Editorial: Five principles for overcoming obstacles in deep-tech startup journeys

Journal of Small Business and Enterprise Development

ISSN: 1462-6004

Article publication date: 27 February 2023

Issue publication date: 27 February 2023



Kask, J. and Linton, G. (2023), "Editorial: Five principles for overcoming obstacles in deep-tech startup journeys", Journal of Small Business and Enterprise Development, Vol. 30 No. 1, pp. 1-3. https://doi.org/10.1108/JSBED-02-2023-477



Emerald Publishing Limited

Copyright © 2023, Emerald Publishing Limited

Deep-tech startups are specific types of entrepreneurial ventures that are based on disruptive technologies that are capital-intensive, research-intensive and require lengthy development processes. These characteristics make deep-tech startups more difficult to finance and commercialize than other kinds of entrepreneurial ventures. As such, failure rates are particularly high, which precludes certain opportunities to make societal and commercial impact. From our experiences with deep-tech startups, we believe they often fail due lack of tailored support, too few valuable connections and poor funding. Overall, today's innovation systems are not very well designed for deep-tech startups.

In this editorial, we argue that it is essential for innovation systems to be tailor-made for the needs of deep-tech startups that can make far-reaching and important differences. Our argument comes in the form of five guiding principles to help tech accelerators, science parks and other innovation-based systems and programs’ fast-track deep-tech startups and help them secure the support they need to explore their full potential. Drawing on our experience working with both innovation systems and aspiring deep-tech startups in Scandinavia, we introduce and explain the five principles in what follows.

  1. Supporting funds through long and expensive development and testing stages. This means having the right financing in place to develop and then commercialize the technology. Unfortunately, accessing the necessary financial resources can be difficult for deep-tech startups due to the length and uncertainty of the process. To ensure a successful support system, it is important to focus on the tech and ideas with the highest potential instead of judgment on how “safe” projects are in terms of calculable return on investment which would continue be biased toward shallow tech at the stage where a sketch and a budget can be obtained. It is also important to separate systems that fund high-potential entrepreneurial ideas that create real novelty from systems that support unemployed who start non-entrepreneurial businesses. Both might be important but should not be conflated. Financial support at the early stages for deep tech can be done through providing start grants, investments and provide access to seed capital.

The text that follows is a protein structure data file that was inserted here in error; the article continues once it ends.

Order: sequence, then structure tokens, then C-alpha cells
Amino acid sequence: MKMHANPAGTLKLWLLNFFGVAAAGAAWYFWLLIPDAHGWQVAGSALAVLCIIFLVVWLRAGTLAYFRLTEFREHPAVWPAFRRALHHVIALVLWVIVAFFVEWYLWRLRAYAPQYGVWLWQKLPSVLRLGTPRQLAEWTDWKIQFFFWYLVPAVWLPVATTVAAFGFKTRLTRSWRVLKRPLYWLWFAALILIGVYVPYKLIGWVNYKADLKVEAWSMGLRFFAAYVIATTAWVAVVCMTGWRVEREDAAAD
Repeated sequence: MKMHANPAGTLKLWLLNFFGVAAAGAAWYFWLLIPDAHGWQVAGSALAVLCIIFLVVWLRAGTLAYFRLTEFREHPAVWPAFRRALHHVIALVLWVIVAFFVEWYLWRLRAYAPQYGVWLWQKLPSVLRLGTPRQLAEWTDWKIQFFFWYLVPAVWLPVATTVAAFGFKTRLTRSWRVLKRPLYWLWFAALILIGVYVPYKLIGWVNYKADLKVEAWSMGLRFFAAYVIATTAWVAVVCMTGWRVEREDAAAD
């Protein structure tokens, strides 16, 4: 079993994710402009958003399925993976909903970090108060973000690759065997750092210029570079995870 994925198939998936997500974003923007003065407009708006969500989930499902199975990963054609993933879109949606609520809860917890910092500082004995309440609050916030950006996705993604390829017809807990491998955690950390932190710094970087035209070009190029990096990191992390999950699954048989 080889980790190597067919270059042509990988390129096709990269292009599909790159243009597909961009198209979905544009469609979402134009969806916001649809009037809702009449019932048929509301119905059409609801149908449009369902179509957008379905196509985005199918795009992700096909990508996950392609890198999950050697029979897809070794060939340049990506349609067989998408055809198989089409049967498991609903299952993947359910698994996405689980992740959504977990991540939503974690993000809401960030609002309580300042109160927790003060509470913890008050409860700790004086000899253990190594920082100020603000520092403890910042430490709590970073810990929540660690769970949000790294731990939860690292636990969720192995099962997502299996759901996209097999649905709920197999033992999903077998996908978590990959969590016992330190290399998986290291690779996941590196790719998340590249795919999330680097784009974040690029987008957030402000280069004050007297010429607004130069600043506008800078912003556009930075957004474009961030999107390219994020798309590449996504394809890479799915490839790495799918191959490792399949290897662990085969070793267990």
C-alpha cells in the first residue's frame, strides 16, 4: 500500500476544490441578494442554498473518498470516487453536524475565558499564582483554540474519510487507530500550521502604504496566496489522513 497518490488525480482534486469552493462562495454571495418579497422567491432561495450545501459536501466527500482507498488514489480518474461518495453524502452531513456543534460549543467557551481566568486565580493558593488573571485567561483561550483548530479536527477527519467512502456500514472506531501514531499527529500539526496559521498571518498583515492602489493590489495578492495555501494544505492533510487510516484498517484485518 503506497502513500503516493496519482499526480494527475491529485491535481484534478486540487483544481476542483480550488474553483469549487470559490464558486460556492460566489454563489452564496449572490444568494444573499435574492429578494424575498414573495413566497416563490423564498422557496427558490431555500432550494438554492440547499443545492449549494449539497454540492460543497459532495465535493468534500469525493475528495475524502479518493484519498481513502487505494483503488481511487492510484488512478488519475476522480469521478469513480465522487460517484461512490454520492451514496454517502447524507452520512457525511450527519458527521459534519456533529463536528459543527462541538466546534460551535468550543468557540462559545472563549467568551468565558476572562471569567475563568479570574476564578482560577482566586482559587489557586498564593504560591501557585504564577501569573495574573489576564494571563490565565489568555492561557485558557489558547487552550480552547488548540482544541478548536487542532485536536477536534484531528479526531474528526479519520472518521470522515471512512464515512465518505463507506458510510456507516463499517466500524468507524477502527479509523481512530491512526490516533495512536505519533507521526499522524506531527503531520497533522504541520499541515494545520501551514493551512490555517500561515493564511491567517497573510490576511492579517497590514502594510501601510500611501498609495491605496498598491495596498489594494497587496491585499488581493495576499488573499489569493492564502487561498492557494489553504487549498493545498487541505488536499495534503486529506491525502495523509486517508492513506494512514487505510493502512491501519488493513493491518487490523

2. Mobilizing necessary human capital and expertise. Securing the right human capital is also essential for the success of a deep-tech startup. A good innovation system must be able to mobilize and connect deep-tech startups with the most fitting professional expertise that can join the startup and work through the experimentation, commercialization and industrialization phases. This expertise will be crucial in helping to drive the innovation process, from the initial development of the technology to its ultimate full-scale deployment in the marketplace. The team should include professionals with a variety of experience, including those with technical, commercial and legal backgrounds. By carefully selecting the right individuals for the job, the startup can ensure that their deep-tech venture has the best chance of success. Furthermore, the team should be connected to a larger network of professionals who can provide additional guidance, resources and expertise as the project progresses. This network can help to move the innovation forward and ensure that it is deployed effectively. By connecting deep-tech startups with the most fitting professional expertise, a good innovation system can help to bring the most promising technologies to life.